Lets discuss about the differences between the client based OAUTH flow and server based OAUTH flow As per Google's documentation, the server loads the page on client(browser) with the app id(public name). On initiating OAUTH with Google servers, the appid and redirection_uri is passed. The Google server calls the redirection_uri with a code.The app's server has to cross check the code with client_secret to get the access_token which has the required…

Java Garbage Collection

This week we got a plenty of out of heap memory exceptions in Java. So I started looking on Java Garbage Collection, a revision of System Software Internals theory again.  Java has its heap divided into new gen and old generation. Java's garbage collection tries to take advantage of the fact that new object will be deleted sooner(objects will have smaller life time). So Java's heap is divided into 1)Young Generation(smaller in size) 2)Old Generation (larger chunk)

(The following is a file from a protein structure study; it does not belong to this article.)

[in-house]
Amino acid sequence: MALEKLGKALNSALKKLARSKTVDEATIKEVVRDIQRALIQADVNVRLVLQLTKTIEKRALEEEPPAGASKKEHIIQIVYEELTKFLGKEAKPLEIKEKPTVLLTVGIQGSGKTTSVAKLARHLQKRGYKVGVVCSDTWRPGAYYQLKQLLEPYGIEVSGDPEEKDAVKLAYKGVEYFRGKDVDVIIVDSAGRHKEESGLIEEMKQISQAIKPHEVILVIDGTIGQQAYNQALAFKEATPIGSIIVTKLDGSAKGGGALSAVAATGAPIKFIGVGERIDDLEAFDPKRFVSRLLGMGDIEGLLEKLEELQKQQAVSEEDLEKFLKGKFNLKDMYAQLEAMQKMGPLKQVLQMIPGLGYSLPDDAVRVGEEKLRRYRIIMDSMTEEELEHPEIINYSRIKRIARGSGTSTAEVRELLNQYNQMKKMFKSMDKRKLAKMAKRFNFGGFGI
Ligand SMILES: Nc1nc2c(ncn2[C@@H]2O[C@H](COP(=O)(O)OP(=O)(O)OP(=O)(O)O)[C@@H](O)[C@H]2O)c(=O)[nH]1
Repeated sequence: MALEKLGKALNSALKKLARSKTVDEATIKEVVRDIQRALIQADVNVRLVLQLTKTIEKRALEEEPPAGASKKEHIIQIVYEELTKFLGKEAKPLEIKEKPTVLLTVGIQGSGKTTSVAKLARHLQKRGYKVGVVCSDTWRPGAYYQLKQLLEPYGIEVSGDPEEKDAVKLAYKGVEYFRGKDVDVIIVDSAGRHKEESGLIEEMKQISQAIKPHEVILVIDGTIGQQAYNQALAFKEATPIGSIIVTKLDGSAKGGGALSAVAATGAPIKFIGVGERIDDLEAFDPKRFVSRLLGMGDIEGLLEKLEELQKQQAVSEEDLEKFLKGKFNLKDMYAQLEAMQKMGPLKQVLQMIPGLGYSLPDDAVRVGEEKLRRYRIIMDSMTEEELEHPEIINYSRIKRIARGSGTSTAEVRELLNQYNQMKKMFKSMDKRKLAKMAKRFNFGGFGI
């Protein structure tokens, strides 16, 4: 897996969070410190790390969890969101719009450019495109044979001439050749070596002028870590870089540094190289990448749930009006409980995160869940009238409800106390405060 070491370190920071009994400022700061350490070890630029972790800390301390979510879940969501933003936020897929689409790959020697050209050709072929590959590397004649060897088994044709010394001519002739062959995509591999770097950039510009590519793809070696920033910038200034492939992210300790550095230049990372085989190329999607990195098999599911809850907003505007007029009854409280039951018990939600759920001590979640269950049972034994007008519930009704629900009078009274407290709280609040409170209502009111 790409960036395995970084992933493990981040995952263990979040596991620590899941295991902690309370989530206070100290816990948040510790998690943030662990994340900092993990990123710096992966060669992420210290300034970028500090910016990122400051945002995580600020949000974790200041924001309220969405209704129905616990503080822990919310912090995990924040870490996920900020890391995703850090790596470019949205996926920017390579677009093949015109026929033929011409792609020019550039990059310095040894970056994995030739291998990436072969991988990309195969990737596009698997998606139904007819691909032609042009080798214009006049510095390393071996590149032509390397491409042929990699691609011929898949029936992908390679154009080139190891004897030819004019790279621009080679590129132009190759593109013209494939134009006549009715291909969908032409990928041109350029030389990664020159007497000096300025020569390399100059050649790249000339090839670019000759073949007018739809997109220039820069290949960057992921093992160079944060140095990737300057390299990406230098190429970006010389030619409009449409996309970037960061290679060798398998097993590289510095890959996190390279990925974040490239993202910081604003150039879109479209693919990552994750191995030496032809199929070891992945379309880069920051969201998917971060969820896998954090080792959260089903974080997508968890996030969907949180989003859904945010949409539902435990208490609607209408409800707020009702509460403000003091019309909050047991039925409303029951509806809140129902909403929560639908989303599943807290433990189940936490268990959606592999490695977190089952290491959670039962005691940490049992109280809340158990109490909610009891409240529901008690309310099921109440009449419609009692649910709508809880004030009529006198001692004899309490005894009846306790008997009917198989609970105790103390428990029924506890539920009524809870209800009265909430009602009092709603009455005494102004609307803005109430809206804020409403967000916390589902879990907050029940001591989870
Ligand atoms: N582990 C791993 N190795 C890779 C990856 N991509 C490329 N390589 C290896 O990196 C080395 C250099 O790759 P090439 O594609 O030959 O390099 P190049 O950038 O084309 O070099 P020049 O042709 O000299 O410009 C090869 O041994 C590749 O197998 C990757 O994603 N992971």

Young Generation: Young Generation is smaller in size. Traditional Recursive Garbage collection will be faster if the size to be collected is smaller. New Objects are created in Eden part of the Heap. Garbage Collector runs frequently in this space and marks objects that are referenced.  Objects that are not not referenced are removed in the second pass and the live objects are moved to Survivor Space. Survivor Space has two regions Survivor 0 and Survivor 1 which uses an algorithm similar to Copying Garbage Collecto…